Now, in an ideal world, we'd be able to use vector images and fluid width/height boxes for everything but even in this case, the layout has to touch the ground at some point and we're still restrained by the user's screen resolution... in pixels.
From a design (not usability) point of view, PT is potentially problematic because it is dependant on DPI so the designer cannot accurately size text, which when you have a box that you want to keep a certain height can break.
PX is better from a design point of view, PT is better for usability. However, the number of people negatively affected by using PX is probably fewer than those using IE6. Very few people know how to change DPI let alone actually run a non-default.
In short: It's a tradeoff but I'd rather have the design look right and let people who need it use the zoom feature than potentially have a broken layout because the bigger text caused all my boxes to become too tall.
system — 2011-08-14T13:41:03-04:00 — #15
Or %/em -- don't forget those which are what you're SUPPOSED to be using.
Which is why I'll even still use it in the handful of places it's necessary for those reasons -- small elements like menu buttons, behind image replacements, or on non-content elements like the footer in a min-height layout (and the last of those is JUST because firefox is a retard about calculating %/em the same way twice in a row!), and then I keep in mind that 12px is the smallest practical size, and anything below 14px is just going to piss off lf/120dpi users.
Which CSS3 with background-size, border-image and all the other goodies is FINALLY starting to address.
Which you cannot predict with and height of which is WHY you're supposed to be using dynamic widths, dynamic heights, and layouts that can adjust to any of those -- hence why we're starting to use these things called media queries...
Which is why on CONTENT sections anything you try to fix the height of is a miserable steaming /FAIL/ at web design -- ESPECIALLY fixed height background images. If you cannot make your content sections -- the stuff people actually visted your page for -- automatically adjust their height to fit because of some artsy crap drawn in photoshop you're trying to slap behind it, it's time to review the basics of how to make a website or kick whoever is drawing said pretty pictures right square in the junk!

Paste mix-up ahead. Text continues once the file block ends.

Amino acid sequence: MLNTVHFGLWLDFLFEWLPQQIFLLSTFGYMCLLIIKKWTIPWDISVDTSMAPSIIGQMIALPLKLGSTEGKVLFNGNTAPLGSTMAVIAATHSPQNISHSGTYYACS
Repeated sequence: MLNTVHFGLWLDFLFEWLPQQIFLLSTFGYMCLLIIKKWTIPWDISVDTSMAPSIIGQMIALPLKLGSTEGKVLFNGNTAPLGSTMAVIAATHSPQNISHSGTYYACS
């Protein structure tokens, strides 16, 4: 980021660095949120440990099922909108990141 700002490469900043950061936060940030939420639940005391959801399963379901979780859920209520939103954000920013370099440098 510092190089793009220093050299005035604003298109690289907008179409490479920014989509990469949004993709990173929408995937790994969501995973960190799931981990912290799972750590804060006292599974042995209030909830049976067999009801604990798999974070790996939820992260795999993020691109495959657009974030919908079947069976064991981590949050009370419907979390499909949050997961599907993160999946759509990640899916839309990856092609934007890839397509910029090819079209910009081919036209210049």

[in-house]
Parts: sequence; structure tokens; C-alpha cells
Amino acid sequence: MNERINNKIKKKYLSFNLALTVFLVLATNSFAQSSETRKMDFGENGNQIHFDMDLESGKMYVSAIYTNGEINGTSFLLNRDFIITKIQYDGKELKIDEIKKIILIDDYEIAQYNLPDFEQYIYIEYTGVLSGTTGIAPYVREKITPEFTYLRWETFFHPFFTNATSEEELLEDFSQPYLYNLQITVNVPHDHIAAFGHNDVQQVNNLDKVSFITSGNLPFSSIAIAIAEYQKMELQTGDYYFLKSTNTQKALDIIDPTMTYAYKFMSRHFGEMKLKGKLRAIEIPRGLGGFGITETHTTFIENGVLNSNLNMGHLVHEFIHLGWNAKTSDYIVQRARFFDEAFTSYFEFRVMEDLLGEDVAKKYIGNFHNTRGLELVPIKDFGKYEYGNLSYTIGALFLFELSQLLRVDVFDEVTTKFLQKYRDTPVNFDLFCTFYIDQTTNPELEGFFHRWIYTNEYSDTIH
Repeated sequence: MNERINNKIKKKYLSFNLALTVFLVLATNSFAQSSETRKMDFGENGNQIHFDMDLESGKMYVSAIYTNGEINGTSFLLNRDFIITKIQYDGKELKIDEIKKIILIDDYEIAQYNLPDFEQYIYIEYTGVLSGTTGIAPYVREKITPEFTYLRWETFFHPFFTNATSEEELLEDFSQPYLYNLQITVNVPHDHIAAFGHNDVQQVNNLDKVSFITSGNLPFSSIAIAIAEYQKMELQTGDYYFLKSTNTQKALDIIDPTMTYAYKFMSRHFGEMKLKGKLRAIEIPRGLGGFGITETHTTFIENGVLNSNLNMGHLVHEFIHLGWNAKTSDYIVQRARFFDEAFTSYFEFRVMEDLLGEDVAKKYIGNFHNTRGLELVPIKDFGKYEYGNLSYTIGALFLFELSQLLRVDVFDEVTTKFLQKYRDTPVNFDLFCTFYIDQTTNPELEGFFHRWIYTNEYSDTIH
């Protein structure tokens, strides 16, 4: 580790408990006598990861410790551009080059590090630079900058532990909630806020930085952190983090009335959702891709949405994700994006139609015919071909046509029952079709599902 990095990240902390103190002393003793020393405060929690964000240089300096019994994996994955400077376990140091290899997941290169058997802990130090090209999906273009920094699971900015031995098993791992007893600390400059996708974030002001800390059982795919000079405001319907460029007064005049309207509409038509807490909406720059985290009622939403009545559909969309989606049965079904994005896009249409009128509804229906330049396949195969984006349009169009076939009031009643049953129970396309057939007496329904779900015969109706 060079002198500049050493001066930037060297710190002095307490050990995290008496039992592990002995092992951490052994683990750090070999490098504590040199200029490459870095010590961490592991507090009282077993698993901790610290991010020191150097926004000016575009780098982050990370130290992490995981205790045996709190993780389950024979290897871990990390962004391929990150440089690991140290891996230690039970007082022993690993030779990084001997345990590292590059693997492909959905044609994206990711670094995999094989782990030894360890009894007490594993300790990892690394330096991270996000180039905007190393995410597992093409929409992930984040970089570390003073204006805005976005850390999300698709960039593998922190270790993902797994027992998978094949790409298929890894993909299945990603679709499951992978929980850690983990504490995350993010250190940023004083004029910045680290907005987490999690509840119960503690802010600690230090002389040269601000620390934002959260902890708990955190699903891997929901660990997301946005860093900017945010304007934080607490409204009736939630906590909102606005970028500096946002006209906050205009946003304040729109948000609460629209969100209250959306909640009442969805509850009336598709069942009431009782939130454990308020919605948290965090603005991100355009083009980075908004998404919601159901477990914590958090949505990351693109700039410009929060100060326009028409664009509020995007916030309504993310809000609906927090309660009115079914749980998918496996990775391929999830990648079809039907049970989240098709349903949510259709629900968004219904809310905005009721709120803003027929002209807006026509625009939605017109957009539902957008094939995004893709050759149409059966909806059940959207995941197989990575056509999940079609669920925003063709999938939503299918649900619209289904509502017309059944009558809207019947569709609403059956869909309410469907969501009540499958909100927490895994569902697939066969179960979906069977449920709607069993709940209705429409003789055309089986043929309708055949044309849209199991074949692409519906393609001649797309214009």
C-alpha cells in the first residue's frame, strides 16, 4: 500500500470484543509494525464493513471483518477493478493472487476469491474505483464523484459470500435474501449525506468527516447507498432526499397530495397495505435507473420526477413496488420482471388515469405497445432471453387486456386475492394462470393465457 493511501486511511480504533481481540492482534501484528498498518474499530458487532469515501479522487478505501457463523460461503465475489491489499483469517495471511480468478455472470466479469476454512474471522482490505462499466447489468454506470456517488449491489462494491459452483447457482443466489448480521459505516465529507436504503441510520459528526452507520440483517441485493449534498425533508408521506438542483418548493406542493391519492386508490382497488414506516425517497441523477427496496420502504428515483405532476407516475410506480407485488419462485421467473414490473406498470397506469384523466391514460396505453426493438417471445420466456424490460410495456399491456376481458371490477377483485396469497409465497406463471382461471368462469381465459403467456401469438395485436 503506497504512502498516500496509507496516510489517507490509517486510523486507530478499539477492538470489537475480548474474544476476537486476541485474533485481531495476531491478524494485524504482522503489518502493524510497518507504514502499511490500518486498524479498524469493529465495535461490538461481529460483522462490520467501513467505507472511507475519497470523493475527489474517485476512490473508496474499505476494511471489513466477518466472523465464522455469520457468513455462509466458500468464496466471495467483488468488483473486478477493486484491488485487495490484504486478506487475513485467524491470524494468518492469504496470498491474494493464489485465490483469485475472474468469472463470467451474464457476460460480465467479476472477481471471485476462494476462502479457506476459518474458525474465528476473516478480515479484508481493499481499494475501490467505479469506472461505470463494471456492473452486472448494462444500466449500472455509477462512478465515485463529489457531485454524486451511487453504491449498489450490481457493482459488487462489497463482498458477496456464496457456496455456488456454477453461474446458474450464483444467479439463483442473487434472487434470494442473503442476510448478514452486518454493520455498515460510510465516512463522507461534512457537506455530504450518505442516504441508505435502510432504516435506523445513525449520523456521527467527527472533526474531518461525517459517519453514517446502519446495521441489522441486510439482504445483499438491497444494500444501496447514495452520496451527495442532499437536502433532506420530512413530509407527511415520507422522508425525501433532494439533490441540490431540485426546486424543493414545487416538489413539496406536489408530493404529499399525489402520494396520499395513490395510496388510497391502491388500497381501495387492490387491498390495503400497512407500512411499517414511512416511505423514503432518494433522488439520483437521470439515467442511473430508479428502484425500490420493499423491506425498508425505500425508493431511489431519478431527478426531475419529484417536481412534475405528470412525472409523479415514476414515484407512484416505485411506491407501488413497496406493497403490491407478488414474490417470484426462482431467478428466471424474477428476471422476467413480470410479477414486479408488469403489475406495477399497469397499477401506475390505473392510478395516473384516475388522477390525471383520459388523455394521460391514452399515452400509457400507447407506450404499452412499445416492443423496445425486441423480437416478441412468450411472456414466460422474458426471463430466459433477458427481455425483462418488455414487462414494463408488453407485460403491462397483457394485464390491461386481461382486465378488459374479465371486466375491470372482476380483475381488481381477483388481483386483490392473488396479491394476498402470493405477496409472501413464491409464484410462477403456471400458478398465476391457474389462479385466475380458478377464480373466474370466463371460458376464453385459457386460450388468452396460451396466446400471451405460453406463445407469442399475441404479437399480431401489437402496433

Because again, people do not visit websites for the goof-assed graphics you hang around your content -- they visit it FOR the content... which is why MOST of the time over-the-top graphical layouts are nothing more than a can of shellac on a pile.
c_ankerstjerne — 2011-08-14T13:56:12-04:00 — #16
Just a random thought: Wouldn't the logical extreme of suggesting the use of
px be to use one giant image map for the entire webpage?
system — 2011-08-14T14:52:14-04:00 — #17
Yes, which proves EXACTLY how idiotic the entire concept is for web development.
But then given the schlock people vomit up via "slicing" using automated tools, many of your "but I can do it in photoshop" shmucks are basically doing that in the first place -- as evidenced by whenever you go to websites designed by such nimrods and shock turn images or CSS off... and find there's ZERO content or large sections of content just vanish.
felgall — 2011-08-14T15:29:26-04:00 — #18
You would of course make it 150px by 150px in size as that's the maximum size that you can reasonably assume that everyone will have available to display it in - since the minimum browser viewport size is the only thing where browsers themselves have limits defined in terms of pixels.
sdt76 — 2011-08-15T15:24:00-04:00 — #19
As someone who is trained in graphic design for web and print, not necessarily web dev, which I came into later, here are my thoughts. Em actually has a really nice benefit for designers over PX. In print design, we use points, where .5 points makes perfect sense. So we can have 12.2 pt, for example. That amount of fine control is not only nice but sometimes critical.
But in web design, 12.5 PX makes no sense, because what is .5 px? That means web designers who use it are stuck with whole "point" sizes and you lose the control you have with a print publishing tool like InDesign. Half a pixel doesn't exist in any practical way, since PX is the smallest unit as Deathshadow points out. BUT, with ems, you can achieve that fine control, because while half of a pixel makes no sense, half of an "m" makes perfect sense.
So while I have been converting my company's website to tableless CSS, I have been able to use ems to get finer control over the size. In my design 12px looked way too small, and 13 looked way to big. But with ems I have been able to get that in-between I needed to make it perfect for readability but not garishly big.
Browsers are different in how they render, but on mobile devices I have noticed a BIG difference.
oddz — 2011-08-15T19:05:45-04:00 — #20
I always size fonts relative to the user settings, that being 1em. All continuous text is always 1em. In cases where I would like to create less or more emphasis using size I generally go slightly up or down from 1em – for headlines and such. Thinking about things in terms of pixels is not a good approach. Think in terms of contrast relative to the machine/browser/setting default.